The Worst Financial Advice From (Past and Present) Presidential Candidates

Worst Financial Advice From  Presidential Candidates

Believe it or not, presidential candidates, and presidents for that matter, regularly say things that are false, outrageous, and sometimes downright stupid regarding our free land.  Here are 15 quotes featuring the worst financial advice from presidential candidates past and present.

1. Grover Cleveland

Grover Cleveland was President from 1885 to 1889 and from 1893 to 1897, making him the only president to serve non-consecutive terms. Cleveland was a proponent of fiscal conservatism, which is a philosophy that calls for low taxes, reduced government spending, and minimal government debt.

2. Herbert Hoover

“Blessed are the young, for they shall inherit the national debt.” This one seems like a satirical comment more than a serious one, but it is still poor financial advice and national policy. The implication is that the current generational leaders do not need to worry about their decisions. 

3. Ronald Reagan

We have two entries from everyone’s favorite actor turned President, Ronald Reagan. Reaganomics has had a huge impact on the economic and financial policies of our nation and continues to perpetuate the idea that benefiting the wealthy will somehow trickle down through the classes.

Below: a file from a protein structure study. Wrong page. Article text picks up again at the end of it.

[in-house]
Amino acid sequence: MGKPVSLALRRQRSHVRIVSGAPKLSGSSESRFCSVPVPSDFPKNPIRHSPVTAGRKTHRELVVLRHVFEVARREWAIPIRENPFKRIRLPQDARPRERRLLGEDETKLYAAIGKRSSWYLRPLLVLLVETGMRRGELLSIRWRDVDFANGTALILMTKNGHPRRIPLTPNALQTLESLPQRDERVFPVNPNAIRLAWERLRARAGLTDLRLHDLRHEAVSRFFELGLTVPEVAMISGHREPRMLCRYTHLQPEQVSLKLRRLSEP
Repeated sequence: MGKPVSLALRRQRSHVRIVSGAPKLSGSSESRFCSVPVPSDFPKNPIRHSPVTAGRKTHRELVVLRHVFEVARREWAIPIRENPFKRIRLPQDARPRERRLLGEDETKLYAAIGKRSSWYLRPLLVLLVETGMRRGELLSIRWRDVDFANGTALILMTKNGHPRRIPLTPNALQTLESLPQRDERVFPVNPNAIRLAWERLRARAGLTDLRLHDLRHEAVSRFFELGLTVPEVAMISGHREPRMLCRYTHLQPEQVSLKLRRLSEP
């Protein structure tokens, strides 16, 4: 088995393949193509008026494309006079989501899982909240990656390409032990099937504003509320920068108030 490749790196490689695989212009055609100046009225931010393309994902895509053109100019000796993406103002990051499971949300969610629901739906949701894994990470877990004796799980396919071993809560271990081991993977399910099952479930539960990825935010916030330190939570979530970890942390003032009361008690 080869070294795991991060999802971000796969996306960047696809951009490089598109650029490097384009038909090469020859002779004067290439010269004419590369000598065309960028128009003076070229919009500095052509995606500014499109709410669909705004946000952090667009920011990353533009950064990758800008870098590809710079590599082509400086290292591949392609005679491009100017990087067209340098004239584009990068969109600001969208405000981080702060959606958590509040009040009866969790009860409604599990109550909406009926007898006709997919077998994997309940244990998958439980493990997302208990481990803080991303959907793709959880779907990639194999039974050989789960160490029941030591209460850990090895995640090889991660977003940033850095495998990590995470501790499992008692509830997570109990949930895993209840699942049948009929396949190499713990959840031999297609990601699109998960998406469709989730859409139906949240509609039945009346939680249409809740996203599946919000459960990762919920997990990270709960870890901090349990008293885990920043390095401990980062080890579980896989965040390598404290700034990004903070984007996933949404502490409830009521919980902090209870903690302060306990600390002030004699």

4. Bill Clinton

Speaking to a crowd in Buffalo about a surplus, Clinton argued against returning the surplus to general tax relief because he did not think people would spend it wisely. Instead, Clinton proposed the government investing that money to bolster Social Security.

5. Al Gore

“A dog’s healthcare costs less than my mother-in-law’s!” This quote came as he was trying to give a personal example of the high cost of healthcare and prescription medication, but this comparison ended up being kind of silly.

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